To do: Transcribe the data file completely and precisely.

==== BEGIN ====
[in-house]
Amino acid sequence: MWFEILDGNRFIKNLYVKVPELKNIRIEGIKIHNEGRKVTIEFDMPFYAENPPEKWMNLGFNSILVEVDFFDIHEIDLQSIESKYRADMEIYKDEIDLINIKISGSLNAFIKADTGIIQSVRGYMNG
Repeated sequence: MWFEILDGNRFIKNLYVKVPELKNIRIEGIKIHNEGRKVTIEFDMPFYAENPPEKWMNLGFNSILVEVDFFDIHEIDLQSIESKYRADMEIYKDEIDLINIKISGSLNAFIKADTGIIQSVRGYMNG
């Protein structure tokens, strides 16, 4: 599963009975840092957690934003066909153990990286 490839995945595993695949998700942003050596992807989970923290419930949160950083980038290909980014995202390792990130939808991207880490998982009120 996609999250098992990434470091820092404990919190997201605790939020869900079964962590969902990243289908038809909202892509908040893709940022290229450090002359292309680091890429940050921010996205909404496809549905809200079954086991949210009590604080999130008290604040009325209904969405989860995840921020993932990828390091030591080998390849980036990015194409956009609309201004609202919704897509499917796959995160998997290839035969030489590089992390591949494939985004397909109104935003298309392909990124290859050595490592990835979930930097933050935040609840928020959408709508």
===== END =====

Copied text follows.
[in-house]
Amino acid sequence: MWFEILDGNRFIKNLYVKVPELKNIRIEGIKIHNEGRKVTIEFDMPFYAENPPEKWMNLGFNSILVEVDFFDIHEIDLQSIESKYRADMEIYKDEIDLINIKISGSLNAFIKADTGIIQSVRGYMNG
Repeated sequence: MWFEILDGNRFIKNLYVKVPELKNIRIEGIKIHNEGRKVTIEFDMPFYAENPPEKWMNLGFNSILVEVDFFDIHEIDLQSIESKYRADMEIYKDEIDLINIKISGSLNAFIKADTGIIQSVRGYMNG
């Protein structure tokens, strides 16, 4: 599963009975840092957690934003066909153990990286 490839995945595993695949998700942003050596992807989970923290419930949160950083980038290909980014995202390792990130939808991207880490998982009120 996609999250098992990434470091820092404990919190997201605790939020869900079964962590969902990243289908038809909202892509908040893709940022290229450090002359292309680091890429940050921010996205909404496809549905809200079954086991949210009590604080999130008290604040009325209904969405989860995840921020993932990828390091030591080998390849980036990015194409956009609309201004609202919704897509499917796959995160998997290839035969030489590089992390591949494939985004397909109104935003298309392909990124290859050595490592990835979930930097933050935040609840928020959408709508």